“We have a commitment to incorporate nanogrids and microgrids that would be independent and run on natural gas…so consumers have choice. What we need is clarity on the resources. We have a plan and we have a strategy,” Rosselló told the Senate panel.

See the hearing here.




CofC: A Trump-aligned fiscal board would ease flow of Puerto Rico recovery funds

SAN JUAN – As far as Puerto Rico House Minority Leader Rafael Hernández is concerned, the U.S. First Circuit Court of Appeals’ ruling shows that the island can remain under its bankruptcy-like process without the need for a financial oversight board meddling in its local affairs.

A recent ruling declared the island’s Financial Oversight and Management Board was unconstitutionally appointed because its members were not approved as per the  Appointments Clause, which stipulates that the U.S. president nominate, and by and with the advice and consent of the Senate, appoint the members.

“If that ruling proved something, it’s that part of the law could be declared unconstitutional and the rest of it can stay the same way. We still have a debt and access to the regulatory framework to handle it,” the lawmaker said after participating in the Puert Rico Chamber of Commerce’s third forum on the Puerto Rico Oversight, Management, and Economic Stability Act (Promesa). “The theory espoused by everyone that if the board went away, Puerto Rico would collapse, did not happen,” he added.

Promesa established a different method of appointments, whereby congressional leaders also appointed members. After its analysis, the Boston court concluded that the fiscal board’s members were federal officers. The ruling gave President Trump 90 days to correct the situation. The rest of Promesa was upheld, including its bankruptcy provisions.

Hernández said the time was ripe for Puerto Rico to seek the help of all sectors for the removal of the fiscal board and represent itself in Promesa’s Title III bankruptcy process. Much of the criticism against the board has centered around its power to effect local decisions.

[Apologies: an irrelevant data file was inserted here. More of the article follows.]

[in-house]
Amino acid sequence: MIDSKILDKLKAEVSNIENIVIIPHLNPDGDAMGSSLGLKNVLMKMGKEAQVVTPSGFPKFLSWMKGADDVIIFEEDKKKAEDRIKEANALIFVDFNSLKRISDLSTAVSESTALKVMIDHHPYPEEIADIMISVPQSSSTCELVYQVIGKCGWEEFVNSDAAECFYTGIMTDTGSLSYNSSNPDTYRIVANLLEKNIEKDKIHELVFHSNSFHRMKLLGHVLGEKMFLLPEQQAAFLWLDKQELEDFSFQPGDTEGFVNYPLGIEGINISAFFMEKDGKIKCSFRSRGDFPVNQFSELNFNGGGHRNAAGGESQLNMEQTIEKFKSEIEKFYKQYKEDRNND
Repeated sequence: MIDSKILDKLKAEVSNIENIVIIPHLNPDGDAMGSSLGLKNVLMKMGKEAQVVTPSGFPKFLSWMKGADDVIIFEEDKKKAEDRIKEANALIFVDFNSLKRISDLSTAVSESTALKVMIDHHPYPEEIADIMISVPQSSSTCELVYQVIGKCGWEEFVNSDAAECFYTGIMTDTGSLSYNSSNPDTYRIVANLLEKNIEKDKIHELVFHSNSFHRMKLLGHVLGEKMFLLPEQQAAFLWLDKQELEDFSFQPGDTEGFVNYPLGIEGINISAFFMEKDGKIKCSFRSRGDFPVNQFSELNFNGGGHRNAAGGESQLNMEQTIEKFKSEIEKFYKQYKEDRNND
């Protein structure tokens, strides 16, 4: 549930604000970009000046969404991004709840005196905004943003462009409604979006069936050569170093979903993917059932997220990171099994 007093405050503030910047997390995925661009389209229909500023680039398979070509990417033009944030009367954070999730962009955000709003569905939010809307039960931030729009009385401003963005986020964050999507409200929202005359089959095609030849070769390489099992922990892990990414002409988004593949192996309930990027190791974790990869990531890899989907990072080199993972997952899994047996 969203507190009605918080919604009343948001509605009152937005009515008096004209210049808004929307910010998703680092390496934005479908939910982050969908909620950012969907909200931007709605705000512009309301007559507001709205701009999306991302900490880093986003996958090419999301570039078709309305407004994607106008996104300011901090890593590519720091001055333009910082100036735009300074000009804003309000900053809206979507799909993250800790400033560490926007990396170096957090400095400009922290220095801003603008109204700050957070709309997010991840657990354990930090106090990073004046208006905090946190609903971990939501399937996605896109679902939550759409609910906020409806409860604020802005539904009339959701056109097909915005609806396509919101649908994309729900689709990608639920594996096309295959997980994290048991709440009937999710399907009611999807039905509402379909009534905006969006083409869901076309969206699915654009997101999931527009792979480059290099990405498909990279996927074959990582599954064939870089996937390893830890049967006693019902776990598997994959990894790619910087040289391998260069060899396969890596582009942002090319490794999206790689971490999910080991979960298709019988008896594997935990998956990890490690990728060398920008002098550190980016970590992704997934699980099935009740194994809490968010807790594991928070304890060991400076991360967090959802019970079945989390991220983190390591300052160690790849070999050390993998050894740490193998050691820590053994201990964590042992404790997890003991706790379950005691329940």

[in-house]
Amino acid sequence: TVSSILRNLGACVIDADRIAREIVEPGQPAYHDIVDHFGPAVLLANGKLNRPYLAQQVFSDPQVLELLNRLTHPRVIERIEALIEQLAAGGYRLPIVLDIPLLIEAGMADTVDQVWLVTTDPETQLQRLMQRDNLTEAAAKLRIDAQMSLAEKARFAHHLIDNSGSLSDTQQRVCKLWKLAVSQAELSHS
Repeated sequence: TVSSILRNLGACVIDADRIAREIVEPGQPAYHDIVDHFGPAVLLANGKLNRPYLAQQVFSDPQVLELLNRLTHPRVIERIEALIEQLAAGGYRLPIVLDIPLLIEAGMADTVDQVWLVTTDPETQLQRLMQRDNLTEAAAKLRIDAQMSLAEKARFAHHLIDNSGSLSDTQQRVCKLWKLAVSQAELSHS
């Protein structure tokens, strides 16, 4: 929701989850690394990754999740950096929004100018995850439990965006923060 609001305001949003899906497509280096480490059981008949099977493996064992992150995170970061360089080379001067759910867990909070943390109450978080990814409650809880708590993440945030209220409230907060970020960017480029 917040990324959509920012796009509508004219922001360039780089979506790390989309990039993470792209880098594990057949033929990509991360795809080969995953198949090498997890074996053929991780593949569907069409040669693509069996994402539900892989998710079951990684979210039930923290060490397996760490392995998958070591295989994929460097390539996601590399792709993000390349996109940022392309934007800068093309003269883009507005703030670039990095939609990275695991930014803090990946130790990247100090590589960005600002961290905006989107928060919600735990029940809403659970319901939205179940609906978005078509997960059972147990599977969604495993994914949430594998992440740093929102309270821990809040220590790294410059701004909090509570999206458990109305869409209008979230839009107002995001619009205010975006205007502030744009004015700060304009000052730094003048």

Hernández said the board’s executive director, Natalie Jaresko, said the panel sees itself as having more of an administrative role, and that while Chairman José Carrión agrees with that view, there is a difference between action and words. He said Carrión has become more of a “non-elected official” who is trying to establish public policy.

“If he wants to run for governor, then he should do so within a political party…but not in an undemocratic manner, trying to establish public policy,” he said.

Senate Minority Leader Eduardo Bhatia, who participated in a panel discussion, titled “How Promesa affects Democracy,” said the board has eroded the island’s democratic processes and, as a result, the island’s economy.

“My argument is that one cannot have economic development, one cannot have economic stability without democratic stability,” Bhatia said.

Meanwhile, majority New Progressive Party Sen. Carmelo Ríos said the board, “as it is designed, does not work,” adding that the ruling by the First Circuit court will force Congress to deal with Promesa’s inherent issues.

“Until recently, we thought this supreme organism could not be challenged, but now we see its vulnerability. For the first time, Congress does not have an excuse not to deal with them,” he said.

Chamber of Commerce President Kenneth Rivera, whose organization was one of the Promesa Forum sponsors, said Washington officials have not asked the CofC to propose names for the board. Under the court ruling, Trump could ratify the current board members, whose appointments end in September, or appoint new ones.